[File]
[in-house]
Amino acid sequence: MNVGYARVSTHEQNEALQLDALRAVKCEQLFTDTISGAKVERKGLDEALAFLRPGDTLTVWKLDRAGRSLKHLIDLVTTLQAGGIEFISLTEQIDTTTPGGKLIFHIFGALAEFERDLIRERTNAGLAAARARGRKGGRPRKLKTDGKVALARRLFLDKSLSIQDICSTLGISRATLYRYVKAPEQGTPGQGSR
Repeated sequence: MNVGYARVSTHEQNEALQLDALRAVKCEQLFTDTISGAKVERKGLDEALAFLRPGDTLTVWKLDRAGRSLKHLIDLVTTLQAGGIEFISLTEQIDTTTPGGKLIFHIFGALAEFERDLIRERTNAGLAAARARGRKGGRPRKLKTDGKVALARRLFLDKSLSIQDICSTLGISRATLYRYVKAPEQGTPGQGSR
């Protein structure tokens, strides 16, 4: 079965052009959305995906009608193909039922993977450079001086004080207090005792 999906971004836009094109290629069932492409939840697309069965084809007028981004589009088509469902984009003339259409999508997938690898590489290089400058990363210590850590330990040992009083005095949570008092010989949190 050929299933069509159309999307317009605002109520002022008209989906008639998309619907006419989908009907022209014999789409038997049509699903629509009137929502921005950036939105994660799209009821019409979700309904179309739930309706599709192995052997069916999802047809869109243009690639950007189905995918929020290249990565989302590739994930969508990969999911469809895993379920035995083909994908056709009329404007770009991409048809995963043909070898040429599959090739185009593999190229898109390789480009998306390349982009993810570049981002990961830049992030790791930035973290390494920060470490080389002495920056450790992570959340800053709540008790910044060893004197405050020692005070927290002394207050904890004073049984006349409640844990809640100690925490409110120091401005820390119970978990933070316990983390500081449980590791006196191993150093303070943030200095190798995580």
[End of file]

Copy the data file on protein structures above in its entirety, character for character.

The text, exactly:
[in-house]
Amino acid sequence: MNVGYARVSTHEQNEALQLDALRAVKCEQLFTDTISGAKVERKGLDEALAFLRPGDTLTVWKLDRAGRSLKHLIDLVTTLQAGGIEFISLTEQIDTTTPGGKLIFHIFGALAEFERDLIRERTNAGLAAARARGRKGGRPRKLKTDGKVALARRLFLDKSLSIQDICSTLGISRATLYRYVKAPEQGTPGQGSR
Repeated sequence: MNVGYARVSTHEQNEALQLDALRAVKCEQLFTDTISGAKVERKGLDEALAFLRPGDTLTVWKLDRAGRSLKHLIDLVTTLQAGGIEFISLTEQIDTTTPGGKLIFHIFGALAEFERDLIRERTNAGLAAARARGRKGGRPRKLKTDGKVALARRLFLDKSLSIQDICSTLGISRATLYRYVKAPEQGTPGQGSR
């Protein structure tokens, strides 16, 4: 079965052009959305995906009608193909039922993977450079001086004080207090005792 999906971004836009094109290629069932492409939840697309069965084809007028981004589009088509469902984009003339259409999508997938690898590489290089400058990363210590850590330990040992009083005095949570008092010989949190 050929299933069509159309999307317009605002109520002022008209989906008639998309619907006419989908009907022209014999789409038997049509699903629509009137929502921005950036939105994660799209009821019409979700309904179309739930309706599709192995052997069916999802047809869109243009690639950007189905995918929020290249990565989302590739994930969508990969999911469809895993379920035995083909994908056709009329404007770009991409048809995963043909070898040429599959090739185009593999190229898109390789480009998306390349982009993810570049981002990961830049992030790791930035973290390494920060470490080389002495920056450790992570959340800053709540008790910044060893004197405050020692005070927290002394207050904890004073049984006349409640844990809640100690925490409110120091401005820390119970978990933070316990983390500081449980590791006196191993150093303070943030200095190798995580």